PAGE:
Targeted Agents Making Inroads Against Sarcoma


Get Permission

Mark Agulnik, MD

While sarcoma is rare, it is a very heterogeneous tumor, and so, predictive biomarkers may help direct the selection of optimal therapy for an individual patient.

—Mark Agulnik, MD

Targeted agents have started to make inroads in sarcoma therapies, and gastrointestinal stromal tumor (GIST) is the poster child for this success,” Mark Agulnik, MD, stated in summarizing progress in GIST and other sarcomas at the Best of ASCO meeting in Chicago. Dr. Agulnik is Associate Professor, Northwestern University, Feinberg School of Medicine, Chicago.

Ten-year outcomes from the phase III SWOG Intergroup Trial S00331 show that a significant subset of patients with metastatic GIST achieved durable long-term overall survival with single-agent imatinib (Gleevec). The trial was designed to study the impact of two different doses of imatinib among patients with advanced GIST, but long-term survival rates (8 or more years) among 695 eligible patients differed little—27% for those receiving 400 mg/d and 25% for those receiving 800 mg/d.

GIST genotype was available in a subset of 395 patients. Among these patients, 282 (71%) had KIT exon 11 mutations, 67 (17%) had no mutation detected in KIT or PDGFRA, 32 (8%) had KIT exon 9 mutations, and 14 (4%) had other KIT or PDGFRA mutations. At 4.5 years’ median follow-up, patients with KIT exon 11 mutations had significantly better overall survival than those with no mutations (P = .011) or with KIT exon 9 mutations (P = .049).

Data from 2014 show significantly worse overall survival for patients with KIT exon 9 mutations—38 months median overall survival vs 66 months for patients with KIT exon 11 mutations (P = .001) and 40 months for patients with no mutations (P = .047).

Evolving Landscape of Options

Information obtained for 137 long-term survivors revealed that 49% received no additional therapy beyond imatinib. Of the 51% who did receive additional therapy, 39% received systemic therapy with the tyrosine kinase inhibitors sunitinib (Sutent, 41 patients or 30%) and sorafenib (Nexavar, 16 patients or 12%), or other agents. A total of 41 patients (30%) received surgery; 10 patients (7%) had radiofrequency ablation; and 6 patients (4%) had radiation therapy.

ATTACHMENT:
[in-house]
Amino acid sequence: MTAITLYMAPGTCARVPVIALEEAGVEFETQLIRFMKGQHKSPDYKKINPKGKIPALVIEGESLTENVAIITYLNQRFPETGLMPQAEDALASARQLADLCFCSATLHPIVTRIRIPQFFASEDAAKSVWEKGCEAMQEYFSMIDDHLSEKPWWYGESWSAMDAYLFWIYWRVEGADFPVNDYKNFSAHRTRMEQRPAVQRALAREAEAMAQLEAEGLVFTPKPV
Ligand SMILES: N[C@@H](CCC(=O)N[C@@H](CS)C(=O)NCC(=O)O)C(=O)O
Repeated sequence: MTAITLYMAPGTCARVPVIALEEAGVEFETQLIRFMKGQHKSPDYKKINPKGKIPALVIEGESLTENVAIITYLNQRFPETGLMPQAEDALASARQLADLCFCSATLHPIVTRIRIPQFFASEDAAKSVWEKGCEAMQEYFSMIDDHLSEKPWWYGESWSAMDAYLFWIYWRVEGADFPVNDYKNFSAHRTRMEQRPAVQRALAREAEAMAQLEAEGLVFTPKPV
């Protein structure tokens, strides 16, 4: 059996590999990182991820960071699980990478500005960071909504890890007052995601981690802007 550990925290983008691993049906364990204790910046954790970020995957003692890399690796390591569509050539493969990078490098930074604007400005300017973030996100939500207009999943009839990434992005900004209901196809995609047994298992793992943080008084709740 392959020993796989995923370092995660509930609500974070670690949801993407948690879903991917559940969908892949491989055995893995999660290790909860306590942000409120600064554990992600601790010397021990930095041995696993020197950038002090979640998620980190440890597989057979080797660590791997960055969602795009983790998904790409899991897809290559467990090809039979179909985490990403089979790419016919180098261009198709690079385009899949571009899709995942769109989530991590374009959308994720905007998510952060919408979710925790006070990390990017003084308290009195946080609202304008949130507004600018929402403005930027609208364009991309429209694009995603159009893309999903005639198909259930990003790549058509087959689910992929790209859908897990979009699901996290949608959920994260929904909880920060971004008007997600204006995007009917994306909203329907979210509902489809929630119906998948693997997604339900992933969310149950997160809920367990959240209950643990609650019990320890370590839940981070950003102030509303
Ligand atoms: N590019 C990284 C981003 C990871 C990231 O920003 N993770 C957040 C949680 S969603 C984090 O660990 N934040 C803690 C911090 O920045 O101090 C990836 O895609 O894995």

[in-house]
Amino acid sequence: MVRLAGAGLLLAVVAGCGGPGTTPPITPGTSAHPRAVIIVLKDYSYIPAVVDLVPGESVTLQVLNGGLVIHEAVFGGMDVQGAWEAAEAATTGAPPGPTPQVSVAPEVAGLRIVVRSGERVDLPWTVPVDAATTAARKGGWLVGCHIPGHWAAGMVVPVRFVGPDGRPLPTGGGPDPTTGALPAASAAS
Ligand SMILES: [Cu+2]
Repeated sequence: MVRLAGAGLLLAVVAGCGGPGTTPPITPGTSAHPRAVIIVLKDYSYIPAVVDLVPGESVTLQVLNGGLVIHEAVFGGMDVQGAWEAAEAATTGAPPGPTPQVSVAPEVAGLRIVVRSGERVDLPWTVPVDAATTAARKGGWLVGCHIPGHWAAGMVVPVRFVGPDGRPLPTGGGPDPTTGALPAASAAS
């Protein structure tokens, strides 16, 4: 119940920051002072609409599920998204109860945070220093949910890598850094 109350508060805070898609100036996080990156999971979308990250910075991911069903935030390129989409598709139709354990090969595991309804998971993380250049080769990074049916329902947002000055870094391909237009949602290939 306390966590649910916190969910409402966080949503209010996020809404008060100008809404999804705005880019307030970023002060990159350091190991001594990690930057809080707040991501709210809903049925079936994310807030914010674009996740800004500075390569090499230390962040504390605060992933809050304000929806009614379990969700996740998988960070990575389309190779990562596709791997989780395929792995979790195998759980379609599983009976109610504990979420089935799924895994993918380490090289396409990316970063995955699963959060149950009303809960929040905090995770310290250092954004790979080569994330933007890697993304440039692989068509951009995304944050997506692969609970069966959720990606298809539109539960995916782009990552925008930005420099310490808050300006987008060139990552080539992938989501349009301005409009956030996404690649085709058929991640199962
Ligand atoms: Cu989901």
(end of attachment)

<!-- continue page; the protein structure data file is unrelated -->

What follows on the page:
“The landscape of therapeutic options for GIST has evolved greatly since this early large-scale trial,” Dr. Agulnik said. He mentioned that new tyrosine kinase inhibitor therapies, including regorafenib (Stivarga), have been approved for patients following disease progression on imatinib.

“Multidisciplinary management of GIST, with resection of limited sites of oligoclonal, resistant disease, is a standard option with continuation of [tyrosine kinase inhibitor] therapy to manage residual unresectable disease,” he added. “New options for management of KIT exon 9 mutant and other resistant GIST genotypes are still needed.”

Phase II Ponatinib Trial

Initial analysis of a phase II trial of ponatinib (Iclusig)2 “suggests ponatinib has activity in patients with advanced GIST,” particularly patients with KIT exon 11 mutations in whom prior tyrosine kinase inhibitor therapy has failed, Dr. Agulnik reported.

“Ponatinib is an oral [tyrosine kinase inhibitor] with potent activity against BCR-ABL,” he explained, and “against mutated forms of KIT and PDGFRA, including KIT mutations that confer resistance to approved [tyrosine kinase inhibitors].” Ponatinib has been approved for the treatment of adult patients with T315I-positive chronic myeloid leukemia (CML) or T315I-positive Philadelphia chromosome–positive acute lymphoblastic leukemia (ALL), and for those with CML or Philadelphia chromosome–positive ALL for whom no other tyrosine kinase inhibitor is indicated.

The phase II trial initially included patients with advanced GIST in whom one or more tyrosine kinase inhibitors have failed, but the protocol was amended earlier this year to include only patients for whom all three tyrosine kinase inhibitors approved for GIST—imatinib, sunitinib, and regorafenib—have failed. The 35 enrolled patients received ponatinib at 45 mg once daily, and 14 patients have received treatment for at least 6 months and remain on therapy (1 with a partial response, 11 with stable disease, and 2 with progressive disease).